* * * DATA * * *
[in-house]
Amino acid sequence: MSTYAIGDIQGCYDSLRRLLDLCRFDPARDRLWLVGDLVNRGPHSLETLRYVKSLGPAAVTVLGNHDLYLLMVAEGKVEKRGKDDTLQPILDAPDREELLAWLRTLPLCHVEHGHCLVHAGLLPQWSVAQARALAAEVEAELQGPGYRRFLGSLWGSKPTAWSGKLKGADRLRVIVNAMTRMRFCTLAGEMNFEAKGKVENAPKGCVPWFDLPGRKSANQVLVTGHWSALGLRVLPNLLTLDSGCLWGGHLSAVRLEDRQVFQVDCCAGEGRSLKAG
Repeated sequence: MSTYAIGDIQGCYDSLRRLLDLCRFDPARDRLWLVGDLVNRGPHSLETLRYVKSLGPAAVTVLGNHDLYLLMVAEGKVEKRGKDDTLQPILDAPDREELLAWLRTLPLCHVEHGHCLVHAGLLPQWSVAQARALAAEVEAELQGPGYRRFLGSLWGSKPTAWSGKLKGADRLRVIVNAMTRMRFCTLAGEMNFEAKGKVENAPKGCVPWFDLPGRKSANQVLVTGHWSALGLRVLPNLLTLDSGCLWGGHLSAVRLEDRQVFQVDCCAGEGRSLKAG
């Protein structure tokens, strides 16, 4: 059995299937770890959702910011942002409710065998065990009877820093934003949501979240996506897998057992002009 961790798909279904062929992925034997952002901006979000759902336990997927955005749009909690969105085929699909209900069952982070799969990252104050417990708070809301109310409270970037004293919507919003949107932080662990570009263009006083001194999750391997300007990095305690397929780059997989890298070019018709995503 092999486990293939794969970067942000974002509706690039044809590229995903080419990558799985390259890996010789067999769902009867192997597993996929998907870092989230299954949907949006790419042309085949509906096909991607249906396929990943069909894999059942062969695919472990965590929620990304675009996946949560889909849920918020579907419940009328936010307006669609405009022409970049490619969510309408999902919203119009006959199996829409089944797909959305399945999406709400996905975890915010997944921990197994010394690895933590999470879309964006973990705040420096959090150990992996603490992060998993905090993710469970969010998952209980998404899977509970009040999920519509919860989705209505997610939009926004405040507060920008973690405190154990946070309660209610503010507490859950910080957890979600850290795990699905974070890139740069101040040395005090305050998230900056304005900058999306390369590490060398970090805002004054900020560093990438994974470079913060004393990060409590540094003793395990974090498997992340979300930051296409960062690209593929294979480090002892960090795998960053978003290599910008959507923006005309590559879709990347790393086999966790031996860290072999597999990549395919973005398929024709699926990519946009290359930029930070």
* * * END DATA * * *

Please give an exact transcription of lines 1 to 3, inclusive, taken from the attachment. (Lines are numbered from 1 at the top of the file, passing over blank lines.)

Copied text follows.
[in-house]
Amino acid sequence: MSTYAIGDIQGCYDSLRRLLDLCRFDPARDRLWLVGDLVNRGPHSLETLRYVKSLGPAAVTVLGNHDLYLLMVAEGKVEKRGKDDTLQPILDAPDREELLAWLRTLPLCHVEHGHCLVHAGLLPQWSVAQARALAAEVEAELQGPGYRRFLGSLWGSKPTAWSGKLKGADRLRVIVNAMTRMRFCTLAGEMNFEAKGKVENAPKGCVPWFDLPGRKSANQVLVTGHWSALGLRVLPNLLTLDSGCLWGGHLSAVRLEDRQVFQVDCCAGEGRSLKAG
Repeated sequence: MSTYAIGDIQGCYDSLRRLLDLCRFDPARDRLWLVGDLVNRGPHSLETLRYVKSLGPAAVTVLGNHDLYLLMVAEGKVEKRGKDDTLQPILDAPDREELLAWLRTLPLCHVEHGHCLVHAGLLPQWSVAQARALAAEVEAELQGPGYRRFLGSLWGSKPTAWSGKLKGADRLRVIVNAMTRMRFCTLAGEMNFEAKGKVENAPKGCVPWFDLPGRKSANQVLVTGHWSALGLRVLPNLLTLDSGCLWGGHLSAVRLEDRQVFQVDCCAGEGRSLKAG